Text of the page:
“Penguins are fascinating creatures, intriguing scientists and tourists alike. Whether offering us the mystery and beauty of a 300-metre dive or entertaining us with comic clumsiness on land, these charismatic creatures delight the eye and captivate the heart.” - Phil Hockey 2001
The African Penguin is the only penguin species that breeds in Africa. More than 40% of African Penguins breed on the islands between Saldanha Bay and Cape Town, with almost another 40% breeding within Algoa Bay near Port Elizabeth. The present population is about 10% of that at the start of the 20th century when it was estimated at over 1.45 million adult birds.
- In the 1950’s the population had declined to 300 000 adults
- By the late 1970’s to only 220 000.
- By the late 1980’s, the population was down to 194 000 adults
- In the early 1990’s only 179 000 adults remained.
- The latest African Penguin Sensus revealed that there is less than 100 000 adults left
Given the large decrease in the 20th century, there is considerable concern about the long-term viability of the African Penguin in the wild. Guano and egg collection caused a near collapse in the penguin population. More recently, reduced availability of pelagic fish, resulting from competition with commercial fisheries, has been responsible for the ongoing declines. The vulnerability of African Penguins is increased further by its concentration within relatively small geographic areas. Consequently, catastrophic events, in the form of oil spills affecting thousands of birds have now become one of the most important immediate threats facing African Penguins.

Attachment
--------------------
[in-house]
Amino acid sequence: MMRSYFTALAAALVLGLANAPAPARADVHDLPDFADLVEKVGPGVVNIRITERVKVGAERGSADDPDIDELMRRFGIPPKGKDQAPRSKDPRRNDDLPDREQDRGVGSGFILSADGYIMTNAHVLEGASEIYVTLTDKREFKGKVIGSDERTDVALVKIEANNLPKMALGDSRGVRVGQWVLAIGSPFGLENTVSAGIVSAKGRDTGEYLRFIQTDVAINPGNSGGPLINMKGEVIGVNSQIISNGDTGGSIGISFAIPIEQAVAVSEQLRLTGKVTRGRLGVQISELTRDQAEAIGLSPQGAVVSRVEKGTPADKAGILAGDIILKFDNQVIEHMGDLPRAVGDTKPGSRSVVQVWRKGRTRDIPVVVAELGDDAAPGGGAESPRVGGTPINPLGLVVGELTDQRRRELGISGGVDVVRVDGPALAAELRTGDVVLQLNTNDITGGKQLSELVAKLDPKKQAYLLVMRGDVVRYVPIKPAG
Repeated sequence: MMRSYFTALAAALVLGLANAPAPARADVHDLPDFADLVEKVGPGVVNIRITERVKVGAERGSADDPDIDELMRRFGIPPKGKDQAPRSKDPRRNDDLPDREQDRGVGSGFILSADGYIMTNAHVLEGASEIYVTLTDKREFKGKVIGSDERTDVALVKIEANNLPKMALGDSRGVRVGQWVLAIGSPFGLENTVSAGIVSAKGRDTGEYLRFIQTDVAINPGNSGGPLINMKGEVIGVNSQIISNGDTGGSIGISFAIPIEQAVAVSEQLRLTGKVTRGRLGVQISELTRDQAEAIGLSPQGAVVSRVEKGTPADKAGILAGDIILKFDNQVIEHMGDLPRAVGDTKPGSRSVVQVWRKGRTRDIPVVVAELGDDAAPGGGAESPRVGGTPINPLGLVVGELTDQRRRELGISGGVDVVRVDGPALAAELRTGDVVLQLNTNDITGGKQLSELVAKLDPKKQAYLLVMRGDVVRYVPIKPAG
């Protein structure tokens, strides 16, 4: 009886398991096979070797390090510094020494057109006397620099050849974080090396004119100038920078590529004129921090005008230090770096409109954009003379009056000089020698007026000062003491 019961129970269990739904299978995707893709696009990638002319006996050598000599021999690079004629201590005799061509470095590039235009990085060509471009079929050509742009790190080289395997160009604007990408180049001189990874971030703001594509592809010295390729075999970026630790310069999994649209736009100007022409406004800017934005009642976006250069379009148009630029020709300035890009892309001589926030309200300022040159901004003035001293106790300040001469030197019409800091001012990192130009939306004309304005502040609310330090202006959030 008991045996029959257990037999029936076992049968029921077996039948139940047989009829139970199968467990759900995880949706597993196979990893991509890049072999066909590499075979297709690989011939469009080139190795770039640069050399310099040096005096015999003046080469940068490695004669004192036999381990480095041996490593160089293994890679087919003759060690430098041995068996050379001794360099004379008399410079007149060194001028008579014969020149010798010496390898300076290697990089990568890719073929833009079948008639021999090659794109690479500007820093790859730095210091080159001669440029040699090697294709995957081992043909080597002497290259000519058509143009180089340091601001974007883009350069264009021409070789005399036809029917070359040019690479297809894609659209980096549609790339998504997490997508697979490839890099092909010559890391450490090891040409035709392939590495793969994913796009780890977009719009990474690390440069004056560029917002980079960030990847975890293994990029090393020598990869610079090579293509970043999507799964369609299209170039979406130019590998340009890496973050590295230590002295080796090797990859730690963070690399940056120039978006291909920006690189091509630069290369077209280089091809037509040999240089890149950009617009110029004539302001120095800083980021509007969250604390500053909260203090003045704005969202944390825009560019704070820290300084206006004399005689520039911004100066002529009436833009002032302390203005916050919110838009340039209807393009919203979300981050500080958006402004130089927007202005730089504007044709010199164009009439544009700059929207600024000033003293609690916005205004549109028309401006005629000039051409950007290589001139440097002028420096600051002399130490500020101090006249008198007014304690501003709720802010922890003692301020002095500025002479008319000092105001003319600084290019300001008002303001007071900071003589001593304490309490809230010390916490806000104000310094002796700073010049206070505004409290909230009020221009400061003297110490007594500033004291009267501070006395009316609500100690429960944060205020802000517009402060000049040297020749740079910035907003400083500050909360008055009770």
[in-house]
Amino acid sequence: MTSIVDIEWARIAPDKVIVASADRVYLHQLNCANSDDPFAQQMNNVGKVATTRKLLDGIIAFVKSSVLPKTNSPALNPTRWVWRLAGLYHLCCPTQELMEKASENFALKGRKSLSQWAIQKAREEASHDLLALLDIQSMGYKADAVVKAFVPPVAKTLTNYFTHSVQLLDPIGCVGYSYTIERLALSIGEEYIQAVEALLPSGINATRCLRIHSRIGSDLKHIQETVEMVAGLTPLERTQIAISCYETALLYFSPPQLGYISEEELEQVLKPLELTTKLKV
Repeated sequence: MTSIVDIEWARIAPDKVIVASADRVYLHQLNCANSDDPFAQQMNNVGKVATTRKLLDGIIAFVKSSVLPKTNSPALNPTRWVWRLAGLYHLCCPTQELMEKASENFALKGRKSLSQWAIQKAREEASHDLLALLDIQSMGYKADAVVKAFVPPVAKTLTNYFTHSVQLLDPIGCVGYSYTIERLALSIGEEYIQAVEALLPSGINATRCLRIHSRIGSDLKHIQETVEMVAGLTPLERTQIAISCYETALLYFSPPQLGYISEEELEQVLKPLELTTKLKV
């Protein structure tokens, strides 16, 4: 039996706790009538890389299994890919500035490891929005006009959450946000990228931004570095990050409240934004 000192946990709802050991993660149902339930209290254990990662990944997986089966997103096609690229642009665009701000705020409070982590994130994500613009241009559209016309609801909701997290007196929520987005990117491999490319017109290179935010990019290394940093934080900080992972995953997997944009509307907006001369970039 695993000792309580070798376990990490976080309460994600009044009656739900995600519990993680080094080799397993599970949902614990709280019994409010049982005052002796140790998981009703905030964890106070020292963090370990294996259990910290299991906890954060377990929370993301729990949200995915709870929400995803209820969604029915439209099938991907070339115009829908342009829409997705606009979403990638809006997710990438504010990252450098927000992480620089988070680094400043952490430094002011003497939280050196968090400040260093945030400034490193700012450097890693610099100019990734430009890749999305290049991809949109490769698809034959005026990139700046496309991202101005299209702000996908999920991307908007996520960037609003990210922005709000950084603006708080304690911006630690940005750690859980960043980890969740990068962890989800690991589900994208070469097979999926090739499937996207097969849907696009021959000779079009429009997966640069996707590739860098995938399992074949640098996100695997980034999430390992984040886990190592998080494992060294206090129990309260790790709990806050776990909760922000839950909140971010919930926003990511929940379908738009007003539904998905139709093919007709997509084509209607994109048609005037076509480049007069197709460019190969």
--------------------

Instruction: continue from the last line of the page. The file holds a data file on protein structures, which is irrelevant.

The one ray of hope in this otherwise dark cloud is that the African Penguin is a robust and tough animal and thus able to deal with the rehabilitation process far better than other species. Combine this factor with a well planned and managed rehabilitation facility and the penguins are in with a fighting chance. SANCCOB was established in the Western Cape in the 1960’s and they have been doing a sterling job to rescue oiled and sick birds in the Western Cape.
For the past 20 years the rehabilitation and rescue work has been done by a group of dedicated volunteers in Jeffreys Bay under the guidance of local vet Dr. Dave Hartley and his wife Chrystal. They worked tirelessly and without any outside funding. When Dave passed away in 2003, Chrystal kept the penguin rehabilitation going but the need for a more formal centre became evident. Apart from the J’Bay Penguin Group the staff at Bayworld in Port Elizabeth also did a sterling job under difficult circumstances to try and lend a helping hand.
In the Eastern Cape the rehabilitation efforts has been fairly fragmented up to now. In 2005 Ajubatus Marine and Wildlife Rescue recognised this need and decided to establish a rehabilitation facility in the Eastern Cape. The facility was formally opened in December 2006 and in October 2008 the management of the centre was transferred to Penguins - Eastern Cape.
Now the penguins in the Eastern Cape can also claim access to the best medical advise available. They however need your support.